Dissertation/Thesis Abstract

Architectures for secure cloud computing servers
by Szefer, Jakub M., Ph.D., Princeton University, 2013, 355; 3597568
Abstract (Summary)

Cloud computing, enabled by virtualization technologies, has become an important computing paradigm. However, by choosing the cloud computing model the customers give up control, e.g. over the system software, of servers where their code executes and where their data is stored. In this dissertation, we propose to leverage server hardware to provide protections for the code and data inside a customer's virtual machines on the remote cloud servers. In particular, this dissertation explores a threat that has not been addressed by researchers before -- that of the virtualization (system) software becoming compromised or malicious and attacking other virtual machines on the server. The high-level goal is to make code and data executing in a remote virtual machine as secure as if it were executing inside a customer's own office on a dedicated server, despite customer's lack of control over the system software. The first new research direction that we present is our hypervisor-free virtualization, which is realized in the NoHype architecture. Hypervisor-free virtualization takes a novel approach of removing the need for a virtualization layer during a virtual machine's runtime. This eliminates the attack surface from potentially malicious virtual machines to the virtualization layer and reduces the attackers' means for gaining virtualization layer privileges that they could then use to compromise the rest of the system. The hypervisor-free virtualization can be realized on existing hardware. The second new research direction that we present is our hypervisor-secure virtualization, which is realized in the HyperWall architecture. The architecture proposes new hardware so that untrusted virtualization layer can dynamically manage server resources, such as memory allocation, but confidentiality and integrity of virtual machines memory is protected. We also present hardware trust evidence mechanisms, which can be used to attest to the customer configuration and enforcement of protections of their virtual machines. The last part of this dissertation presents a new security verification methodology. Our methodology can be used to help check the correctness of hardware-software security architectures. Performing security verification, which is different from functional verification, can help find security bugs and facilitate committing designs to hardware.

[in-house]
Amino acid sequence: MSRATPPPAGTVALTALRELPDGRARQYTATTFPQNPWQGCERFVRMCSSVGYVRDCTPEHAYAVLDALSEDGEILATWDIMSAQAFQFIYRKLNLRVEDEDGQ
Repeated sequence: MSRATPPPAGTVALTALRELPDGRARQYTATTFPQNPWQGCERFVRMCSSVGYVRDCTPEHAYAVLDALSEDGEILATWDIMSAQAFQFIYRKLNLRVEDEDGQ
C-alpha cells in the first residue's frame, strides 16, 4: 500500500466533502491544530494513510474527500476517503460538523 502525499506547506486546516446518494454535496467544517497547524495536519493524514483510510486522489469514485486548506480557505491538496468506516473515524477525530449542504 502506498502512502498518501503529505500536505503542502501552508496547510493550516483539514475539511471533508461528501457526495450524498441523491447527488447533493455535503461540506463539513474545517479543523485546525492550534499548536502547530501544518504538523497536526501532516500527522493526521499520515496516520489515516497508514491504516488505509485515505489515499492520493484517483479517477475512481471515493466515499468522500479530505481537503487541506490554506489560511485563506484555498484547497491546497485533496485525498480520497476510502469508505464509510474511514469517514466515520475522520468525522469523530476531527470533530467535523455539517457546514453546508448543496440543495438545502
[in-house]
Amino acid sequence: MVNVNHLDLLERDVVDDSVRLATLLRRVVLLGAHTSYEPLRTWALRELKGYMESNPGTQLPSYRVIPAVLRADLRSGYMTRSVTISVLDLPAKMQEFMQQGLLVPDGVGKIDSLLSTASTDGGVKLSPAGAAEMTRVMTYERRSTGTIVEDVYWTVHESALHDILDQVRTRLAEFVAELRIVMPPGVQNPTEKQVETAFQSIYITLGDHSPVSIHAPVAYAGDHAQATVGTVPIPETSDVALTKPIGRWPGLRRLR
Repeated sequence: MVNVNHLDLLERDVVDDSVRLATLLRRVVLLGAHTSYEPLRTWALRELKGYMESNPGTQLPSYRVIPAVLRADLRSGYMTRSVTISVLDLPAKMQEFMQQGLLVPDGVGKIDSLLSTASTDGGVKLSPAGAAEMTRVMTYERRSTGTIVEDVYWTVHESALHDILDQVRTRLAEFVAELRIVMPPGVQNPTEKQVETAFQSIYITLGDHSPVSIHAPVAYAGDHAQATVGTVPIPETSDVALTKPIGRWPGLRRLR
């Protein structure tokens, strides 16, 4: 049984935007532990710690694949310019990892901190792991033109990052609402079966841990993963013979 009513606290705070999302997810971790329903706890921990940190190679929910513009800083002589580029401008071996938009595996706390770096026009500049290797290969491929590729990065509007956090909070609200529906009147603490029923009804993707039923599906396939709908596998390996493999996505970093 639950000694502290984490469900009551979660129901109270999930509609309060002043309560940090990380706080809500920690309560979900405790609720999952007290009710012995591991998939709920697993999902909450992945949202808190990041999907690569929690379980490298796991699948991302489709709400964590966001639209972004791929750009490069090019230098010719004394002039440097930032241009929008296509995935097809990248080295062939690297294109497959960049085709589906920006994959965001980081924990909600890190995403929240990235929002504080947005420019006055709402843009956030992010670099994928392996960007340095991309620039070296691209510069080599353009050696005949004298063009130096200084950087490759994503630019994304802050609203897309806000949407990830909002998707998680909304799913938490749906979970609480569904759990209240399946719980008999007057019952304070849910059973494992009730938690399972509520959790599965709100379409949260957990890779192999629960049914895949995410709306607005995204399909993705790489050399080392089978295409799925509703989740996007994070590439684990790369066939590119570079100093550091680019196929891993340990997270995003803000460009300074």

Indexing (document details)
Advisor: Lee, Ruby B.
Commitee: Chiang, Mung, Felten, Ed, Jha, Niraj, Rexford, Jennifer
School: Princeton University
Department: Electrical Engineering
School Location: United States -- New Jersey
Source: DAI-B 75/02(E), Dissertation Abstracts International
Subjects: Computer Engineering
Keywords: Cloud computing, Code executes, Computer architecture, Security, Virtual machines
Publication Number: 3597568
ISBN: 978-1-303-45694-7
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